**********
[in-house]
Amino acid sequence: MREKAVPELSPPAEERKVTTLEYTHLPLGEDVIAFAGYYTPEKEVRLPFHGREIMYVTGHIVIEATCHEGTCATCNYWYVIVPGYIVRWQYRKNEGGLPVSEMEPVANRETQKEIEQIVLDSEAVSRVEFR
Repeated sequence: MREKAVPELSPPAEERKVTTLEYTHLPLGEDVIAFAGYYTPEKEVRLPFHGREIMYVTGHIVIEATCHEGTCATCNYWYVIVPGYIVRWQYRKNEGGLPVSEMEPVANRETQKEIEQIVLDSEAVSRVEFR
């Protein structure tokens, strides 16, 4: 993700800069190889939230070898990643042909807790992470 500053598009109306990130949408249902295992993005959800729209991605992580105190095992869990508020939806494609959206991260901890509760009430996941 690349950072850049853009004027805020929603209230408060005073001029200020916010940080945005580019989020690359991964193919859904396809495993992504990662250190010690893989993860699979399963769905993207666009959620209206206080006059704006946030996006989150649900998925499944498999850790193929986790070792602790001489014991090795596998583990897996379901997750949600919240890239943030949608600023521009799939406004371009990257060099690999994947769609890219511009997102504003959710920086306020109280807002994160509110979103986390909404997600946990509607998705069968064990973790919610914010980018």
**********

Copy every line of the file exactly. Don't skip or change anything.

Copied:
[in-house]
Amino acid sequence: MREKAVPELSPPAEERKVTTLEYTHLPLGEDVIAFAGYYTPEKEVRLPFHGREIMYVTGHIVIEATCHEGTCATCNYWYVIVPGYIVRWQYRKNEGGLPVSEMEPVANRETQKEIEQIVLDSEAVSRVEFR
Repeated sequence: MREKAVPELSPPAEERKVTTLEYTHLPLGEDVIAFAGYYTPEKEVRLPFHGREIMYVTGHIVIEATCHEGTCATCNYWYVIVPGYIVRWQYRKNEGGLPVSEMEPVANRETQKEIEQIVLDSEAVSRVEFR
């Protein structure tokens, strides 16, 4: 993700800069190889939230070898990643042909807790992470 500053598009109306990130949408249902295992993005959800729209991605992580105190095992869990508020939806494609959206991260901890509760009430996941 690349950072850049853009004027805020929603209230408060005073001029200020916010940080945005580019989020690359991964193919859904396809495993992504990662250190010690893989993860699979399963769905993207666009959620209206206080006059704006946030996006989150649900998925499944498999850790193929986790070792602790001489014991090795596998583990897996379901997750949600919240890239943030949608600023521009799939406004371009990257060099690999994947769609890219511009997102504003959710920086306020109280807002994160509110979103986390909404997600946990509607998705069968064990973790919610914010980018």